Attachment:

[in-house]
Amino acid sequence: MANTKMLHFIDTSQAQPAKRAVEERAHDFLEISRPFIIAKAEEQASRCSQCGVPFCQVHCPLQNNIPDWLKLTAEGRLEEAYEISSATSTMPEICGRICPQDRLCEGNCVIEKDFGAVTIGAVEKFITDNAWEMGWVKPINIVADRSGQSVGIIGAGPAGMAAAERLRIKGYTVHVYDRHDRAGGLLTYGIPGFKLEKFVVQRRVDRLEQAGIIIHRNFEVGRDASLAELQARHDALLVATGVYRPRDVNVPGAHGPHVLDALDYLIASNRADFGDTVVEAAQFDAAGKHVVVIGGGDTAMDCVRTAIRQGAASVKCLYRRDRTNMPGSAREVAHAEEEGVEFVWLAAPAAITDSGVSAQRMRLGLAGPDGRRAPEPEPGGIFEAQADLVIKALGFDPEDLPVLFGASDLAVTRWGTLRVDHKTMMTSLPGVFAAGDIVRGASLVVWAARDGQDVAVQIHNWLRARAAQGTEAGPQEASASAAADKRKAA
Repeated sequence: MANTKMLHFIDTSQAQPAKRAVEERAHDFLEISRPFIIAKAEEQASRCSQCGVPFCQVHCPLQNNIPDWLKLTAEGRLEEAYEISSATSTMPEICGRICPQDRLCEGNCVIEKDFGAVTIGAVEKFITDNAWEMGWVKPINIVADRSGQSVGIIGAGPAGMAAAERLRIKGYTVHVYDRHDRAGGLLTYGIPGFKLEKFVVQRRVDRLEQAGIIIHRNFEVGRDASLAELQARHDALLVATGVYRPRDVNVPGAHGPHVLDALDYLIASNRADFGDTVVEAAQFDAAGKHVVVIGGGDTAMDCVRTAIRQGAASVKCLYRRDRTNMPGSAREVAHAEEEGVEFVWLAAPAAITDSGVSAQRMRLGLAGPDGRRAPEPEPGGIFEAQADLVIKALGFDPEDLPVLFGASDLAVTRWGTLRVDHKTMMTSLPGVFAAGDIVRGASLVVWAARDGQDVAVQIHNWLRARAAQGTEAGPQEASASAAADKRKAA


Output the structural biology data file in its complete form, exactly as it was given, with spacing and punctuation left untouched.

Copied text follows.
[in-house]
Amino acid sequence: MANTKMLHFIDTSQAQPAKRAVEERAHDFLEISRPFIIAKAEEQASRCSQCGVPFCQVHCPLQNNIPDWLKLTAEGRLEEAYEISSATSTMPEICGRICPQDRLCEGNCVIEKDFGAVTIGAVEKFITDNAWEMGWVKPINIVADRSGQSVGIIGAGPAGMAAAERLRIKGYTVHVYDRHDRAGGLLTYGIPGFKLEKFVVQRRVDRLEQAGIIIHRNFEVGRDASLAELQARHDALLVATGVYRPRDVNVPGAHGPHVLDALDYLIASNRADFGDTVVEAAQFDAAGKHVVVIGGGDTAMDCVRTAIRQGAASVKCLYRRDRTNMPGSAREVAHAEEEGVEFVWLAAPAAITDSGVSAQRMRLGLAGPDGRRAPEPEPGGIFEAQADLVIKALGFDPEDLPVLFGASDLAVTRWGTLRVDHKTMMTSLPGVFAAGDIVRGASLVVWAARDGQDVAVQIHNWLRARAAQGTEAGPQEASASAAADKRKAA
Repeated sequence: MANTKMLHFIDTSQAQPAKRAVEERAHDFLEISRPFIIAKAEEQASRCSQCGVPFCQVHCPLQNNIPDWLKLTAEGRLEEAYEISSATSTMPEICGRICPQDRLCEGNCVIEKDFGAVTIGAVEKFITDNAWEMGWVKPINIVADRSGQSVGIIGAGPAGMAAAERLRIKGYTVHVYDRHDRAGGLLTYGIPGFKLEKFVVQRRVDRLEQAGIIIHRNFEVGRDASLAELQARHDALLVATGVYRPRDVNVPGAHGPHVLDALDYLIASNRADFGDTVVEAAQFDAAGKHVVVIGGGDTAMDCVRTAIRQGAASVKCLYRRDRTNMPGSAREVAHAEEEGVEFVWLAAPAAITDSGVSAQRMRLGLAGPDGRRAPEPEPGGIFEAQADLVIKALGFDPEDLPVLFGASDLAVTRWGTLRVDHKTMMTSLPGVFAAGDIVRGASLVVWAARDGQDVAVQIHNWLRARAAQGTEAGPQEASASAAADKRKAA